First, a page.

Years of spilled paint, grime and grease couldn’t stop this industrial utility cart makeover! It took some effort, but our deck now has a new bar cart!
Every so often Handan springs a project on me that seriously makes me question her sanity.
Or her motives.
So last fall after our new deck had been built, she brought me to the basement and showed me this utility cart:
Before we go any further into this Cart of Darkness, be sure to follow us on Pinterest, Facebook and Instagram, and click the subscribe button at the top of this page to sign up for our email list so you’ll never miss a post!
She then proclaimed that it would be my next project.
I squinted my eyes and and tried to take her measure.
Was she crazier than an outhouse rat, or was she trying to do me in?
Both scenarios seemed equally plausible. Whatever the reason, I was in danger. No good could come of this, leastways not for me.
I tried to maneuver my way towards the stairs, but she hemmed me in and launched into her proposal for the forgotten and forlorn utility cart…
I remembered it well, the sad and ugly thing. We bought it at a warehouse sale a few years ago. A couple of hipster brothers owned the warehouse, and it was full of assorted treasures of the past 100 years. They owned a garment company that manufactured high-end jeans, so there were some antique Singer sewing machines on offer. In quintessential hipster style, the brothers (or rather, those who work for them) make their jeans on antique sewing machines. I guess that gives the jeans some sort of old-timey street cred among the hipster sect. I looked up the jeans out of curiosity after that sale, and my eyeballs fell out onto my keyboard. Who on earth pays $300 for a pair of jeans?
Lemme answer that for you: hipsters, that’s who. It’s the perfect complement to their ironic beards, organic flannel and fair-trade weasel-poop coffee.
Thought 1: No wonder the brothers could afford a warehouse.
Thought 2: I guess we’re in the wrong business.
Still, we left the warehouse with some decent stuff. For $100, we scored an ancient bandsaw (which I eventually had to throw away, as it was too old to make decent cuts), an enormously heavy iron pulley-hook (click here to see it in action), a coffee pot that Handan used to snaz up our garden, a lonely old spindle that blossomed into a beauty, some crocks that went on to give Pottery Barn a run for their money, and tons of other odds and ends including (but not limited to) some sort of antique pantry door that I upcycled into a Grandin Road knockoff.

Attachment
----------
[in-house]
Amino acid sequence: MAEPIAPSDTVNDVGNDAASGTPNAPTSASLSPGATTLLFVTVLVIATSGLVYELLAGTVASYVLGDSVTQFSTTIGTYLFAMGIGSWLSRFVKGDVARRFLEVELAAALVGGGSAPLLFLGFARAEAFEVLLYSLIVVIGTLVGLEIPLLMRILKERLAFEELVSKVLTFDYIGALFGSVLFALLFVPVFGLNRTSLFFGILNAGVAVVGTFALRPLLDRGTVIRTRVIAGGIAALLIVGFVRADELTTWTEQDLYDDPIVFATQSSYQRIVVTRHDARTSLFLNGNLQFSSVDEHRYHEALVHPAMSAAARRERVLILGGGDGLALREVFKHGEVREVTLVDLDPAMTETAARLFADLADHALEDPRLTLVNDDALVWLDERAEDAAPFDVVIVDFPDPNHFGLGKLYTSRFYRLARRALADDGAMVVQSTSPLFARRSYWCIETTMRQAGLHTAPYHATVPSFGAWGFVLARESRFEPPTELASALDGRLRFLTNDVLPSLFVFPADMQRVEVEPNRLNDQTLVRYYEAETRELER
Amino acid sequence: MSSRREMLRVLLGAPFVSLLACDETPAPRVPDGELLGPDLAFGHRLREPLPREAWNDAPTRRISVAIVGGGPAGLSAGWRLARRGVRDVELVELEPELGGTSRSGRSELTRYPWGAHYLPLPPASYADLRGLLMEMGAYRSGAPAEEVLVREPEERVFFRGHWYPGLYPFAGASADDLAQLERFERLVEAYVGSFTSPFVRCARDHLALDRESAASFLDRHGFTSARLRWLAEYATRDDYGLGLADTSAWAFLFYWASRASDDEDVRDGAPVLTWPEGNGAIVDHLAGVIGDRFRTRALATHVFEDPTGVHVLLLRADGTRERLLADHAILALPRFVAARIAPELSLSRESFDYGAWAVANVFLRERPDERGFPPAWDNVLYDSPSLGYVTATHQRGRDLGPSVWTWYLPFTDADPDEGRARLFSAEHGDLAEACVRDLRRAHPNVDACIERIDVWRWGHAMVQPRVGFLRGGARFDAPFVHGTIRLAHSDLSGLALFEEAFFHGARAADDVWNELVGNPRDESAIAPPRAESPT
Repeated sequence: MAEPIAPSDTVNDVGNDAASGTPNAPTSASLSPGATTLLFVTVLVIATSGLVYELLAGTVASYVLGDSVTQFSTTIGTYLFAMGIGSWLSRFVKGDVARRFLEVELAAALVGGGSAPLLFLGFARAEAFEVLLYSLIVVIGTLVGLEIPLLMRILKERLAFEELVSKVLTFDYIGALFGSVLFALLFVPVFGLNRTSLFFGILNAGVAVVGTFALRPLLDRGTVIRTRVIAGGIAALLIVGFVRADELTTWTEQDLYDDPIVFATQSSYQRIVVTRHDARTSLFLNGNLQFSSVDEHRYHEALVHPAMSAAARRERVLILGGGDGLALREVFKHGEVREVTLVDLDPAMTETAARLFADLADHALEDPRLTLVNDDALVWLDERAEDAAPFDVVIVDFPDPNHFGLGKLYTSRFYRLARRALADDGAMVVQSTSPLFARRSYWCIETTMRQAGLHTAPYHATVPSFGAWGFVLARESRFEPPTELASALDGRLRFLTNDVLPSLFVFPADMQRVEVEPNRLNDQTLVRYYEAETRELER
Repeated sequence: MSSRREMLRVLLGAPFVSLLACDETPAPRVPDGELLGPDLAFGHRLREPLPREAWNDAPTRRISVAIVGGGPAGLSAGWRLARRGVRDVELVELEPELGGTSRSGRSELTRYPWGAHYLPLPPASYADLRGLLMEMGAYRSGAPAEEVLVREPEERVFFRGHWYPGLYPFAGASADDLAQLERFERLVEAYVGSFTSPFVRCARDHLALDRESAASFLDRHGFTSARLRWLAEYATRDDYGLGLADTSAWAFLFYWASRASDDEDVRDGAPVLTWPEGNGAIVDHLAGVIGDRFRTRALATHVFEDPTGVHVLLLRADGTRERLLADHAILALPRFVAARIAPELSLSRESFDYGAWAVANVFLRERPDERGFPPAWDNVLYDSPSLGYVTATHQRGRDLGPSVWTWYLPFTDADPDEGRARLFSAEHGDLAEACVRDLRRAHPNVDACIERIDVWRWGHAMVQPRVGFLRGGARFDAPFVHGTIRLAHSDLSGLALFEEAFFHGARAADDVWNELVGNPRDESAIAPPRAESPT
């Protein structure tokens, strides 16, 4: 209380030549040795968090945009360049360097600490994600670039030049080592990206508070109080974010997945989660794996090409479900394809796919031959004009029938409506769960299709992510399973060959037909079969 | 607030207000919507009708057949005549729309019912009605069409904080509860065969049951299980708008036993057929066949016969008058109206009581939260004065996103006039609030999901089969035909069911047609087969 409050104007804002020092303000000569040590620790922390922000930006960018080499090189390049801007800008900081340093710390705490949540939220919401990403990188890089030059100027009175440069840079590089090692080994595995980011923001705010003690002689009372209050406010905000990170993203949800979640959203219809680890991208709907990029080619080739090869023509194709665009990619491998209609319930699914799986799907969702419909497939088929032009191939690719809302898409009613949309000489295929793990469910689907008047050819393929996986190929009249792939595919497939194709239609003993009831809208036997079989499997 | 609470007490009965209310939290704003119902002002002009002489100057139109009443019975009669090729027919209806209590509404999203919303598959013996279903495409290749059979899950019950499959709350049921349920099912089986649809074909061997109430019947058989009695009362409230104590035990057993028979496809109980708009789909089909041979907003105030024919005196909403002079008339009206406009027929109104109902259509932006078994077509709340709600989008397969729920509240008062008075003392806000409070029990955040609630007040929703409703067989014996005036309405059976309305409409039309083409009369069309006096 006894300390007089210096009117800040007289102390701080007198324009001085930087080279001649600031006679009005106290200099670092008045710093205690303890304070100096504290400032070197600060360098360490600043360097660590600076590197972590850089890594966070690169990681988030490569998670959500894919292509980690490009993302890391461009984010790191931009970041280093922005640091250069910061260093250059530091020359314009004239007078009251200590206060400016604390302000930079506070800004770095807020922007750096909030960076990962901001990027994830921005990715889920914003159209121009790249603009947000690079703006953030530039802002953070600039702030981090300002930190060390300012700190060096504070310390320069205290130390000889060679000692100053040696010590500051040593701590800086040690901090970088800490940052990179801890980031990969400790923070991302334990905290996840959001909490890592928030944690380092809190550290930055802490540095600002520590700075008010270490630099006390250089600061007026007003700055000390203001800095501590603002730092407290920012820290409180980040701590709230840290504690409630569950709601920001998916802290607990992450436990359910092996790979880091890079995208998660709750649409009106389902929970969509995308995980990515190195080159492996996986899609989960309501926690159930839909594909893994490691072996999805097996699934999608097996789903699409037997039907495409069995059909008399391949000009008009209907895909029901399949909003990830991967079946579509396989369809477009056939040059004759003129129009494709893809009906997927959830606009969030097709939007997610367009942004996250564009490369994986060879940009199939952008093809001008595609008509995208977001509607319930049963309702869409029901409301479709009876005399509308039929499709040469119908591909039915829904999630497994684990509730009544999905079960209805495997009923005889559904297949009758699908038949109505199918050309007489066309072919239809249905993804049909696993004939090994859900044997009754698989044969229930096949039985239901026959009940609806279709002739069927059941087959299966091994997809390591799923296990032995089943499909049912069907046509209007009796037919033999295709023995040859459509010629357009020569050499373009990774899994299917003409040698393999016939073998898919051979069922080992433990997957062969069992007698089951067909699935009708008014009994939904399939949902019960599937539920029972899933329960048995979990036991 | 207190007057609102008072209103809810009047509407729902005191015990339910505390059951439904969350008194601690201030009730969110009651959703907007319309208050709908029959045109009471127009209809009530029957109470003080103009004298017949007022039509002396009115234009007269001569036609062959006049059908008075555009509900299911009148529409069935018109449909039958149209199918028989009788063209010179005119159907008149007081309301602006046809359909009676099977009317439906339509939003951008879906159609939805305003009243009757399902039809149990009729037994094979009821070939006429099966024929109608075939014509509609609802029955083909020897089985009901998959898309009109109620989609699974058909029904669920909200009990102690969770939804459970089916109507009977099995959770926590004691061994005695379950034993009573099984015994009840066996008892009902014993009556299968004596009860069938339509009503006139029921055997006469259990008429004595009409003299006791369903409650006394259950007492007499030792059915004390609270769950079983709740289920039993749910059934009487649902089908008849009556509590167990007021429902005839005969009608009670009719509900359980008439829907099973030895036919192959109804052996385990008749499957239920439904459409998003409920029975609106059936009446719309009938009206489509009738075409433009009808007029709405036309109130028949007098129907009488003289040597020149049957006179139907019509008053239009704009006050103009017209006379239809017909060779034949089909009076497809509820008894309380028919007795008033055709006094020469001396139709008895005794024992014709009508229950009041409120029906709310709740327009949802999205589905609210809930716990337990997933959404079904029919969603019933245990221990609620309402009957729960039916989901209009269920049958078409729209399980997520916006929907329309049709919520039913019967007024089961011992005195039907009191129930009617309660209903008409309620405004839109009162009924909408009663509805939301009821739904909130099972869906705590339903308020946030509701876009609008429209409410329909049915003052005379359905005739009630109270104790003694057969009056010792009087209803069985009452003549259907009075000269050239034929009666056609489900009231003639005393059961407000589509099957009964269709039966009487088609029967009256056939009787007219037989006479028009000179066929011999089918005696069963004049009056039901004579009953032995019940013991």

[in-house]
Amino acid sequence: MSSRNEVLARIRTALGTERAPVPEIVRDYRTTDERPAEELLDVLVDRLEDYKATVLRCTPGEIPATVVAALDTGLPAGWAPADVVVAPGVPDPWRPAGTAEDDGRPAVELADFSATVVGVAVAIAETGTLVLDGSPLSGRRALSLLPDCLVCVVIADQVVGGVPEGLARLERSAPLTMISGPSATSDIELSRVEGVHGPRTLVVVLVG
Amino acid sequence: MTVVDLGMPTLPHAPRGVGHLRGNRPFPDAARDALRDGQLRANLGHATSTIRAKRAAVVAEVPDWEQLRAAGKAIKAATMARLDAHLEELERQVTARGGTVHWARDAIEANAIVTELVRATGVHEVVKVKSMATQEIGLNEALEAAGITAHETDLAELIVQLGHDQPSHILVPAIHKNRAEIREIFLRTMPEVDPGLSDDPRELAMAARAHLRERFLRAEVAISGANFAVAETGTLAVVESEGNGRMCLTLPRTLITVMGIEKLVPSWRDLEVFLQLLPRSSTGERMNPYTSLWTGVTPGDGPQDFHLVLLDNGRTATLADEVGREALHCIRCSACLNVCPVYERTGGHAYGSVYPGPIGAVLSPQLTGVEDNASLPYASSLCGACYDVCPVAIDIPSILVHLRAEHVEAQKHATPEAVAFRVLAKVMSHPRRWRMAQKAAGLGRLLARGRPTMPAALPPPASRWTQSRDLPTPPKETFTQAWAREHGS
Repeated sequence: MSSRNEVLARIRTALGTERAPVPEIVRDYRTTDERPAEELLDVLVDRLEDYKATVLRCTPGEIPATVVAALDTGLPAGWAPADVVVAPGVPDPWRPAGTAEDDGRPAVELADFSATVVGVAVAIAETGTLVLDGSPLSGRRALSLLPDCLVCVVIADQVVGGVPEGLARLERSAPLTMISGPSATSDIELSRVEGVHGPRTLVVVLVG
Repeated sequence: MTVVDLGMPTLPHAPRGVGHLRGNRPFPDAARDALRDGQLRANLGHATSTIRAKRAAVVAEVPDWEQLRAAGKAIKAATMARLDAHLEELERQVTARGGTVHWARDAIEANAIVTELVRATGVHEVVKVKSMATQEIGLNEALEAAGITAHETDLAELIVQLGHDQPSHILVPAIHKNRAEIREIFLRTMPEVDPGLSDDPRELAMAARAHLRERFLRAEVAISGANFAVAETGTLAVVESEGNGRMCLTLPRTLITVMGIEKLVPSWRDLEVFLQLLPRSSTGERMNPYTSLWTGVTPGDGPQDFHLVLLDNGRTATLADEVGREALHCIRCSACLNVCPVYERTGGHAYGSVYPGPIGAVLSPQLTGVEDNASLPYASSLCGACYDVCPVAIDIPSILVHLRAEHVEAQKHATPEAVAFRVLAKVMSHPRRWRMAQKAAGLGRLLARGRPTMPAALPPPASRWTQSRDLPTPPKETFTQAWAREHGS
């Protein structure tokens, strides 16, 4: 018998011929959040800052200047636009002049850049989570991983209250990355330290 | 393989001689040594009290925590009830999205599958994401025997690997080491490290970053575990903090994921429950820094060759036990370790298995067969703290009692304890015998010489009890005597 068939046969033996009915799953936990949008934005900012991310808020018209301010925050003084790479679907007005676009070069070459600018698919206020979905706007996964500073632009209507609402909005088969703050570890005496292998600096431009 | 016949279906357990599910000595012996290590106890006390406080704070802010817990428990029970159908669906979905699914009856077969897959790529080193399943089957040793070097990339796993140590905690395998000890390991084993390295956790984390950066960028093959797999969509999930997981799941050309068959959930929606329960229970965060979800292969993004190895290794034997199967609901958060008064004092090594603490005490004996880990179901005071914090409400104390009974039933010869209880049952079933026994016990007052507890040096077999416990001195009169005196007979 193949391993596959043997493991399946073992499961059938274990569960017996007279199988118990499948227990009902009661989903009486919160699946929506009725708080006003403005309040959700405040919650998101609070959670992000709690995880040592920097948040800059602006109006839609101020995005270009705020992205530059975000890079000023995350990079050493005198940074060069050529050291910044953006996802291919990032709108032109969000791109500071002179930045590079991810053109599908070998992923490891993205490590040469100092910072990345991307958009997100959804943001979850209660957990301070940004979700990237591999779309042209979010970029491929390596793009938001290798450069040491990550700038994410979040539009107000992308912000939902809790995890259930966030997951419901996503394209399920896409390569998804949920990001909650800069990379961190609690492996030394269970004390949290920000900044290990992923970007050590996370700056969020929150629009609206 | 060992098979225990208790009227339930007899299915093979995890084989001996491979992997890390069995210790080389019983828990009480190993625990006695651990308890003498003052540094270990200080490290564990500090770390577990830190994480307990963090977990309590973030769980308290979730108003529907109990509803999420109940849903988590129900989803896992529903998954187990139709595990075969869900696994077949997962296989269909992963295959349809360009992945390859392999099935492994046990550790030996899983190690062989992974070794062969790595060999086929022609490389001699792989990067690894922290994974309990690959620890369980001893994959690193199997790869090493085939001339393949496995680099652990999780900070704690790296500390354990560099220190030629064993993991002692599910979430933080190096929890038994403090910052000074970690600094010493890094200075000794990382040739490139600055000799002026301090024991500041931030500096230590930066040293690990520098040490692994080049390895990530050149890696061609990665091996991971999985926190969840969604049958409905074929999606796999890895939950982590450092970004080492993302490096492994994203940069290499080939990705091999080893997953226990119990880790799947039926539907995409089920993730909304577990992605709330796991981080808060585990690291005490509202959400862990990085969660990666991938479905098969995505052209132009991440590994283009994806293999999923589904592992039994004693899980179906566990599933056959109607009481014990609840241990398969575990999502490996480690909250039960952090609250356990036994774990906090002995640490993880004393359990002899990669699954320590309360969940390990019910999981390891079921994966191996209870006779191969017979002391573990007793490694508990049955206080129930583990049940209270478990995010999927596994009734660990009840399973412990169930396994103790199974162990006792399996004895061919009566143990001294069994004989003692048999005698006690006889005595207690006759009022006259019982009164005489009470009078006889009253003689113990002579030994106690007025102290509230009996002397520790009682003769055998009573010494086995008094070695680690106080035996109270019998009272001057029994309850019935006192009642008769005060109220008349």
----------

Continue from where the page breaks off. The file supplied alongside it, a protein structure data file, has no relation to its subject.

And of course, the utility cart pictured above.
Okay, looking back on it, that warehouse trip may have been the most fertile hunting ground for project material we’ve ever encountered!
Anyway, back to the utility cart. I don’t know what Handan had in mind when we bought the thing way back when, but after our deck was completed last fall, she hit upon the idea of an industrial-style outdoor bar cart.
And she thought the technicolor nightmare that stood between us was the perfect candidate for the job.
I looked at it again and recoiled in horror.
I tried to imagine the artistic indignities this utility cart must have suffered throughout the decades.
Who was responsible for this mess?
Unruly gangs of kindergarten kids armed with paintbrushes and booger-tipped fingers?
Acid-tripping art majors too high to actually get the paint on a canvas?
Some mad DIYer who spent too much time in his unventilated basement?
I shuddered as I reflected upon the cart’s grim history, so I decided to give it a new story.
In my new history, our well-loved utility cart belonged to Belarusian painter, Leonid Afremov, and he used it to create his color-infused masterpieces.
This was a simple project, only complicated by the disastrous condition of the original utility cart. Handan wanted the industrial cart to be black and have wooden trays.
With those parameters in mind, I set to work.
As I dismantled the utility cart, I got a closer look at the gunk that had accumulated on the lower trays. This thing was a hideous mess. I saved all the nuts and bolts, in case I wanted to try to salvage them for later reassembly.
After disassembling the utility cart, my first order of business was getting rid of the old paint. I first tried removing it with a scraper. There were so many layers! I had my very own deposit of Fordite in my basement!